A former home builder in El Cajon sued the developer of the condo complex he built after the home builder discovered that there were potentially defective lamps in the building. The lamps were in a high risk of failing, but the home builder did not warn the developer. He did not replace the defective lamps with new ones. Instead, he allowed them to leak and burn down. When the owner of the complex became ill as a result of the leaking light, the home builder’s insurance company dropped the case.

After the owner of the complex died in a car crash, the attorney who represented the home builder lost the lawsuit.

Yet, another attorney representing the same company did not end the lawsuit. Instead, he and his firm tried to get the state to allow his firm to sue the owner of the complex for damages because of the “general peril” clause found in the state’s consumer protection statutes. That law allows lawsuits to be filed against those who are exposed to “unfair and unforeseen harm or damage.”

The home builder lawsuit named the home builders’ insured party, John Mansfield, and the other named parties, namely, Trane, LG, and Daimler-Chrysler.

Trane and LG had signed a master warranty agreement with Mansfield stating that they would pay all claims made by the home builders. Yet, the attorney for Trane claimed that the home builders had “indirectly” caused the accident. In addition, the Mansfield family was exposed to a laundry list of hazards during their building experience.

Another home builder lawsuit involves the death of an infant who became trapped in a hot stroller.

An employee of Trane was cleaning out a storage facility when the stroller became overheated and fell off of the seat. Another person working on the site also fell and suffered a similar injury. While some in the construction crew reported that they saw the infant fall, Trane’s lawyer said that there was no way of telling if the baby was moving. The company did not have adequate insurance to cover potential injuries to employees.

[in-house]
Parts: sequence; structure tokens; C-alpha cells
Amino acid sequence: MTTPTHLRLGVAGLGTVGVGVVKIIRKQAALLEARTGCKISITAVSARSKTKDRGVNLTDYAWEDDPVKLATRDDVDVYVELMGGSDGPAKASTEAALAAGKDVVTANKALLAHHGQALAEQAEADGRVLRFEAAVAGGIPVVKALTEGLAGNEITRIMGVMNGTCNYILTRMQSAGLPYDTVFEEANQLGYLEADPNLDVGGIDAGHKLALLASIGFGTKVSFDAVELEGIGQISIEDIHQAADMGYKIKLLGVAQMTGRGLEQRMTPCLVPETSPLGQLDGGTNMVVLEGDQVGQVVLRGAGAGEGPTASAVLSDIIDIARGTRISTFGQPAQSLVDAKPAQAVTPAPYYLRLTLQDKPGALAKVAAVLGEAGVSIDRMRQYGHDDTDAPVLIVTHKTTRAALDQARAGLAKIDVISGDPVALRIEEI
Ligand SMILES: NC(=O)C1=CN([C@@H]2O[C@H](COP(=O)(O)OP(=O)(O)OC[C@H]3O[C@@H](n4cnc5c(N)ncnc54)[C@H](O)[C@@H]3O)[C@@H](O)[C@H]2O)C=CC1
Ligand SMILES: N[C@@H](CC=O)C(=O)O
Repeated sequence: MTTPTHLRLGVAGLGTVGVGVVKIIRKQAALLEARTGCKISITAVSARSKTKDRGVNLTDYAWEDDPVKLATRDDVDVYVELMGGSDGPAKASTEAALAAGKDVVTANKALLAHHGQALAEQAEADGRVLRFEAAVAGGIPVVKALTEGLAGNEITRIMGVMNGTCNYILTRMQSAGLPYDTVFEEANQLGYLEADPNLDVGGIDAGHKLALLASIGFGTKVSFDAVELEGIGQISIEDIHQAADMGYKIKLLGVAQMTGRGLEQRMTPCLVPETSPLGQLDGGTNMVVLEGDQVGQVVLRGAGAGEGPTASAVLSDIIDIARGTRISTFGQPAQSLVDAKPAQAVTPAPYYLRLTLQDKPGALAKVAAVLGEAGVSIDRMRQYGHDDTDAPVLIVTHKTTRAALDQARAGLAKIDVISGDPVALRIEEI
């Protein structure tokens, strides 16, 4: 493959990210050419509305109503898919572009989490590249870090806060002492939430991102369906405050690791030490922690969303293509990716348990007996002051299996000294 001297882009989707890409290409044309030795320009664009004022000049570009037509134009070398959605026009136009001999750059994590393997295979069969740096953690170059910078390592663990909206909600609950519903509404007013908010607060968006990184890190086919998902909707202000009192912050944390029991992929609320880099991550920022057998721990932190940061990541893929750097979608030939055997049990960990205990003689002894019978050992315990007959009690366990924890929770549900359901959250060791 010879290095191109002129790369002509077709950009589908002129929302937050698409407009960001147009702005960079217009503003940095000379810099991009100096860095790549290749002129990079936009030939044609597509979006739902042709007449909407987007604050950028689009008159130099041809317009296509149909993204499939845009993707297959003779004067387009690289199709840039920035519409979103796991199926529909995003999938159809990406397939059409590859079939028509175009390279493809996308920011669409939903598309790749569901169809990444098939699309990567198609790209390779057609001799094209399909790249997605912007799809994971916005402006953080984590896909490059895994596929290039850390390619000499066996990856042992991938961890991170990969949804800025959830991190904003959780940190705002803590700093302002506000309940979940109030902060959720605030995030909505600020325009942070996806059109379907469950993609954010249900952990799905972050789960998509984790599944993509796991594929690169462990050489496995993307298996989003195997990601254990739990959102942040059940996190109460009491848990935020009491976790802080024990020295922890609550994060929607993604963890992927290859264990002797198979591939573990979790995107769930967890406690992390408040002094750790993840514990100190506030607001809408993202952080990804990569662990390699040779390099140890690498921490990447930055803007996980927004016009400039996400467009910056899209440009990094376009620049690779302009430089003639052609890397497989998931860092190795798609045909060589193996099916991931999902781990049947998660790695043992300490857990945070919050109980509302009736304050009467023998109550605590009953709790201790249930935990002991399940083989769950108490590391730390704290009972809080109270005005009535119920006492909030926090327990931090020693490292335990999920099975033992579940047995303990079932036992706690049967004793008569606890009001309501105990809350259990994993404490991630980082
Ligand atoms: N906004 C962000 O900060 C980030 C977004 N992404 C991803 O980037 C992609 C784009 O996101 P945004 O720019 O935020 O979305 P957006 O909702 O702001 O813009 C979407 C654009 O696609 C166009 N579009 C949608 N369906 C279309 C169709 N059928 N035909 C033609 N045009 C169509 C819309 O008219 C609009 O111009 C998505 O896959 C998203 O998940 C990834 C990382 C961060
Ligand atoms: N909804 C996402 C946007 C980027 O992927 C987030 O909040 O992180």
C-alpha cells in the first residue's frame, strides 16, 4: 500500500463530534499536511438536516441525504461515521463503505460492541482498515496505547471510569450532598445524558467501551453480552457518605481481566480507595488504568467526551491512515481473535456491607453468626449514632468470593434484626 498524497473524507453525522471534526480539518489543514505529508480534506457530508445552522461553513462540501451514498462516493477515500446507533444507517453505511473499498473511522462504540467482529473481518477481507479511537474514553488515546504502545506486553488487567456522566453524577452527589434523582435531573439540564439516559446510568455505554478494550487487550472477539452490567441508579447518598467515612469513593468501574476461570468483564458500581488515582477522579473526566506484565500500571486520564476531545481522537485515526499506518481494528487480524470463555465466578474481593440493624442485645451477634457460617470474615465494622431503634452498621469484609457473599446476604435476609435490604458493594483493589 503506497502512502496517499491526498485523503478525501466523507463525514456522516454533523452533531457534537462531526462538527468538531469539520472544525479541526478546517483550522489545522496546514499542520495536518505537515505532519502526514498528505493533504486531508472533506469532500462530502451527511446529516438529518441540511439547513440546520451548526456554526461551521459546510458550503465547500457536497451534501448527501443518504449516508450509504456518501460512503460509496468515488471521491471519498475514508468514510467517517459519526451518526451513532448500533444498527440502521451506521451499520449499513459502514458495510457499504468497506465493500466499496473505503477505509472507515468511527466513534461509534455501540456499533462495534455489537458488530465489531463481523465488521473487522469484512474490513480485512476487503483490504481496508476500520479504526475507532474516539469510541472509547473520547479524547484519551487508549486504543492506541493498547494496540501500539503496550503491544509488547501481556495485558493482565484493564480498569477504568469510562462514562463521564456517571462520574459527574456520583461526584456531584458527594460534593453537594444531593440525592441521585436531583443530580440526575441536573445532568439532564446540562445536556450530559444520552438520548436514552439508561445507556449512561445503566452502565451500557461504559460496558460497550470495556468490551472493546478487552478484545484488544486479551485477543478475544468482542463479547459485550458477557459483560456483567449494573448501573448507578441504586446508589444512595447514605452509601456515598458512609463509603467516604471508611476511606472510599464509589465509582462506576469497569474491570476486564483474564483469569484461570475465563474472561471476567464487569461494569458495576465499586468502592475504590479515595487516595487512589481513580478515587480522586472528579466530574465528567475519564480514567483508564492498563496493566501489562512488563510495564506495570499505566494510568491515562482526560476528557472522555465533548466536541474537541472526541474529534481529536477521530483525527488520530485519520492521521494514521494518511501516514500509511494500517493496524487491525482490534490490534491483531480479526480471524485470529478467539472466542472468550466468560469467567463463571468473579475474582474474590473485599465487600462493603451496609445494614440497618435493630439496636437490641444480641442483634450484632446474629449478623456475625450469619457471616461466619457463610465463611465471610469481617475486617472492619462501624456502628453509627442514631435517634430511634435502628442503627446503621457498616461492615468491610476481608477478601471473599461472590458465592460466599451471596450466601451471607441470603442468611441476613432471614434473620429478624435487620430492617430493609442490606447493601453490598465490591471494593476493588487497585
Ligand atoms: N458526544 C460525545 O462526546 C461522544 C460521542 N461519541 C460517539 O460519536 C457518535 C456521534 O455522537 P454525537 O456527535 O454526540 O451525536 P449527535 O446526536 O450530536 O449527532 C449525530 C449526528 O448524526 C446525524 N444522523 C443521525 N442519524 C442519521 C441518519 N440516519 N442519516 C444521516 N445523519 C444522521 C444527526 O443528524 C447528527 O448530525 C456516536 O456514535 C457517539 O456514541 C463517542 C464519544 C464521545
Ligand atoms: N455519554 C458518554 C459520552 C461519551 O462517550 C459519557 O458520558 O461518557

The home builder lawsuits against Trane also named the well-known attorney, John Mansfield, as a defendant.

Mansfield is currently under a litigation suit for his role in the death of the infant. The lawsuit says that Mansfield failed to make reasonable judgments regarding the safety of the home builders. Trane’s attorneys argue that they had warned Mansfield of potential dangers and that he did nothing to correct the problems. Trane is currently owed a $2.75 million settlement over the incident.

Perhaps the most telling part of the home builder lawsuit is that it names not only Tranes but the well-known electrical subcontractors Lasko and Kohler as well.

These companies were specifically named as a result of a letter from Trane’s general contractor stating that all subcontractors were required to pay for any work that they did and that they would be held financially responsible for any accidents that their employees might cause. The lawsuit says that the general contractor was aware of one case where an electric shock to a subcontractor killed a woman. While the general contractor was not directly responsible for her death, he was responsible for failing to provide his employees with appropriate training on dealing with dangerous work environments.

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